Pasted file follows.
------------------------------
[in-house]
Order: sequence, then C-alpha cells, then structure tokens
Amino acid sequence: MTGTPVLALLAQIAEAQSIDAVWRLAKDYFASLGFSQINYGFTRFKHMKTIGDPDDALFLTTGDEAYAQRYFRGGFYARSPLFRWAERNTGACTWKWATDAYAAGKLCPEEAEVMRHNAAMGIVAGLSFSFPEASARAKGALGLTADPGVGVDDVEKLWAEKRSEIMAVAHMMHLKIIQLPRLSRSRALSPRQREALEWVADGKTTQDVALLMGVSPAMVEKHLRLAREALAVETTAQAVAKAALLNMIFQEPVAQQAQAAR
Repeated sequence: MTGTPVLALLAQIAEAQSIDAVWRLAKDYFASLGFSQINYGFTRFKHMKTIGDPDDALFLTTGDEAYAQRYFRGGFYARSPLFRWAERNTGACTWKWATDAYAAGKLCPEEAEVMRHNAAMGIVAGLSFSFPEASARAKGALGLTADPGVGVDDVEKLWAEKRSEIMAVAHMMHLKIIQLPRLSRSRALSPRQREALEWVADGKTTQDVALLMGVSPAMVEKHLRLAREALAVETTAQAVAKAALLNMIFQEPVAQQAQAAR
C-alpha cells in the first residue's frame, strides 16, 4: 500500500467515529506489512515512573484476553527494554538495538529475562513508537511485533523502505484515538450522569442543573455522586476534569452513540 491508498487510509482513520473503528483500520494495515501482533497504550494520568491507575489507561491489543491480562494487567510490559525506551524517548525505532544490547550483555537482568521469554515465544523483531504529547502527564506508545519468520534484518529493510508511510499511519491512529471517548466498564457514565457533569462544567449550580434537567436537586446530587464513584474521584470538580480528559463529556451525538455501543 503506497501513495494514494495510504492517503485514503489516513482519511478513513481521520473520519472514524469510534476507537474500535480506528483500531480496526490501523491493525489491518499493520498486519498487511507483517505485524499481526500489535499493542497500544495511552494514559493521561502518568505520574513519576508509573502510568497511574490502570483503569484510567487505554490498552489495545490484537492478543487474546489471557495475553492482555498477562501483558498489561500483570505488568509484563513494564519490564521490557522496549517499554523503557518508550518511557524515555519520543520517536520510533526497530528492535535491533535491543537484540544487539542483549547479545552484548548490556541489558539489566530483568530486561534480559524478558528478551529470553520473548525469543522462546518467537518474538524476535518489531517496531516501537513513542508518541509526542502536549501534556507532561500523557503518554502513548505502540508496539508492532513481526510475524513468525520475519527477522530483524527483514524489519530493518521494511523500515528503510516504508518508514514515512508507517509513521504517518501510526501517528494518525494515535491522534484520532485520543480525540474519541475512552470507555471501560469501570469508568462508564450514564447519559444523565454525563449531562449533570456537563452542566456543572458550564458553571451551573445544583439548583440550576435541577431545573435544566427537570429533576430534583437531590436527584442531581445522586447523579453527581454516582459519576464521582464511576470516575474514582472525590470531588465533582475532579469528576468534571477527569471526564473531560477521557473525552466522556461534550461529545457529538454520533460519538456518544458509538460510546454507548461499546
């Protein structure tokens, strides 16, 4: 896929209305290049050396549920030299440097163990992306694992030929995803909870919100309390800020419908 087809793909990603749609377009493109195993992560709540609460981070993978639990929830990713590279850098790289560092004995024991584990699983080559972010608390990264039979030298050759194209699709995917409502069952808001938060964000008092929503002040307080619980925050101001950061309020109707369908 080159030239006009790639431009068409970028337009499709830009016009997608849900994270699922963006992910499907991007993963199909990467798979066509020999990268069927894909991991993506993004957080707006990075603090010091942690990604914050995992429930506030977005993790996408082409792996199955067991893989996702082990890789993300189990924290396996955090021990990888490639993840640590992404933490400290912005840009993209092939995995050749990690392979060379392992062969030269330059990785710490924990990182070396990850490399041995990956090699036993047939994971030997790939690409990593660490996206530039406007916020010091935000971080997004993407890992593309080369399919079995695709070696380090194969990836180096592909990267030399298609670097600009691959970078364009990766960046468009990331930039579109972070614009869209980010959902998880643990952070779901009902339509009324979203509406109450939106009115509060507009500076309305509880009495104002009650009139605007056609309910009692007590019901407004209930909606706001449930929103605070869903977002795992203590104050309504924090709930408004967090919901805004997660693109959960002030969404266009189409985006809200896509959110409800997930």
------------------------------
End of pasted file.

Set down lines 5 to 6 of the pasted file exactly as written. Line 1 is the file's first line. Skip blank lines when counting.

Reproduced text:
C-alpha cells in the first residue's frame, strides 16, 4: 500500500467515529506489512515512573484476553527494554538495538529475562513508537511485533523502505484515538450522569442543573455522586476534569452513540 491508498487510509482513520473503528483500520494495515501482533497504550494520568491507575489507561491489543491480562494487567510490559525506551524517548525505532544490547550483555537482568521469554515465544523483531504529547502527564506508545519468520534484518529493510508511510499511519491512529471517548466498564457514565457533569462544567449550580434537567436537586446530587464513584474521584470538580480528559463529556451525538455501543 503506497501513495494514494495510504492517503485514503489516513482519511478513513481521520473520519472514524469510534476507537474500535480506528483500531480496526490501523491493525489491518499493520498486519498487511507483517505485524499481526500489535499493542497500544495511552494514559493521561502518568505520574513519576508509573502510568497511574490502570483503569484510567487505554490498552489495545490484537492478543487474546489471557495475553492482555498477562501483558498489561500483570505488568509484563513494564519490564521490557522496549517499554523503557518508550518511557524515555519520543520517536520510533526497530528492535535491533535491543537484540544487539542483549547479545552484548548490556541489558539489566530483568530486561534480559524478558528478551529470553520473548525469543522462546518467537518474538524476535518489531517496531516501537513513542508518541509526542502536549501534556507532561500523557503518554502513548505502540508496539508492532513481526510475524513468525520475519527477522530483524527483514524489519530493518521494511523500515528503510516504508518508514514515512508507517509513521504517518501510526501517528494518525494515535491522534484520532485520543480525540474519541475512552470507555471501560469501570469508568462508564450514564447519559444523565454525563449531562449533570456537563452542566456543572458550564458553571451551573445544583439548583440550576435541577431545573435544566427537570429533576430534583437531590436527584442531581445522586447523579453527581454516582459519576464521582464511576470516575474514582472525590470531588465533582475532579469528576468534571477527569471526564473531560477521557473525552466522556461534550461529545457529538454520533460519538456518544458509538460510546454507548461499546
């Protein structure tokens, strides 16, 4: 896929209305290049050396549920030299440097163990992306694992030929995803909870919100309390800020419908 087809793909990603749609377009493109195993992560709540609460981070993978639990929830990713590279850098790289560092004995024991584990699983080559972010608390990264039979030298050759194209699709995917409502069952808001938060964000008092929503002040307080619980925050101001950061309020109707369908 080159030239006009790639431009068409970028337009499709830009016009997608849900994270699922963006992910499907991007993963199909990467798979066509020999990268069927894909991991993506993004957080707006990075603090010091942690990604914050995992429930506030977005993790996408082409792996199955067991893989996702082990890789993300189990924290396996955090021990990888490639993840640590992404933490400290912005840009993209092939995995050749990690392979060379392992062969030269330059990785710490924990990182070396990850490399041995990956090699036993047939994971030997790939690409990593660490996206530039406007916020010091935000971080997004993407890992593309080369399919079995695709070696380090194969990836180096592909990267030399298609670097600009691959970078364009990766960046468009990331930039579109972070614009869209980010959902998880643990952070779901009902339509009324979203509406109450939106009115509060507009500076309305509880009495104002009650009139605007056609309910009692007590019901407004209930909606706001449930929103605070869903977002795992203590104050309504924090709930408004967090919901805004997660693109959960002030969404266009189409985006809200896509959110409800997930």